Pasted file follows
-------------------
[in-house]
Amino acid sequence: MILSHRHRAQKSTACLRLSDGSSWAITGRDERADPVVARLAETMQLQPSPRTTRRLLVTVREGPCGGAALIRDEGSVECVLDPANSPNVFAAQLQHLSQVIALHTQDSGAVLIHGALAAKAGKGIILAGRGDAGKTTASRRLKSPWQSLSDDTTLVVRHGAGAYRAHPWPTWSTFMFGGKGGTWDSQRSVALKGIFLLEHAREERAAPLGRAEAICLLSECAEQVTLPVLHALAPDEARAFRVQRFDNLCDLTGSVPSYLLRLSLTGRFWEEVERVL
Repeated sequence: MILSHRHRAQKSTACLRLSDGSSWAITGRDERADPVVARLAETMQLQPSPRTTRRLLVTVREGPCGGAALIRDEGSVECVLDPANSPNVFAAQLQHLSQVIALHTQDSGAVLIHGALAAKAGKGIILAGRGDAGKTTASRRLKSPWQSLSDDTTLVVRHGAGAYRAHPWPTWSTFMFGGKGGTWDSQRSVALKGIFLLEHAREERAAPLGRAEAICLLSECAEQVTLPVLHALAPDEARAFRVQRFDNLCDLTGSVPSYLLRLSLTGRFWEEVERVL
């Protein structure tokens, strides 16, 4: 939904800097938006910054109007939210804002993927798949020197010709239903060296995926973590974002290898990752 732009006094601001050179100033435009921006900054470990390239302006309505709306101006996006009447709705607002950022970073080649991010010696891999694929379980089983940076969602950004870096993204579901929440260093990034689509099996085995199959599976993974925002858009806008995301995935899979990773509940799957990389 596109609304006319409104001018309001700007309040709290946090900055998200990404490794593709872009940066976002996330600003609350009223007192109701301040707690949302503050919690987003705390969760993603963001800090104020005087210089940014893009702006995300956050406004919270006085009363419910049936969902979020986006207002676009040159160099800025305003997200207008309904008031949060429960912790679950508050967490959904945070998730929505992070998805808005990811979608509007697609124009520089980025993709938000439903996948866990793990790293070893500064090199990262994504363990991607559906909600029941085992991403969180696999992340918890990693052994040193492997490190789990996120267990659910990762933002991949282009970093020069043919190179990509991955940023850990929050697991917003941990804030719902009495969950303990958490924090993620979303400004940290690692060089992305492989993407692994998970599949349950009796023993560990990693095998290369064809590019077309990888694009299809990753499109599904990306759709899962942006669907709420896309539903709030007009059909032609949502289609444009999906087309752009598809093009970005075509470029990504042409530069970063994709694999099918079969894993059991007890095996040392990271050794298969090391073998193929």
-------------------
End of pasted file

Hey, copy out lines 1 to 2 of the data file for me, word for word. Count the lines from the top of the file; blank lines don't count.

[in-house]
Amino acid sequence: MILSHRHRAQKSTACLRLSDGSSWAITGRDERADPVVARLAETMQLQPSPRTTRRLLVTVREGPCGGAALIRDEGSVECVLDPANSPNVFAAQLQHLSQVIALHTQDSGAVLIHGALAAKAGKGIILAGRGDAGKTTASRRLKSPWQSLSDDTTLVVRHGAGAYRAHPWPTWSTFMFGGKGGTWDSQRSVALKGIFLLEHAREERAAPLGRAEAICLLSECAEQVTLPVLHALAPDEARAFRVQRFDNLCDLTGSVPSYLLRLSLTGRFWEEVERVL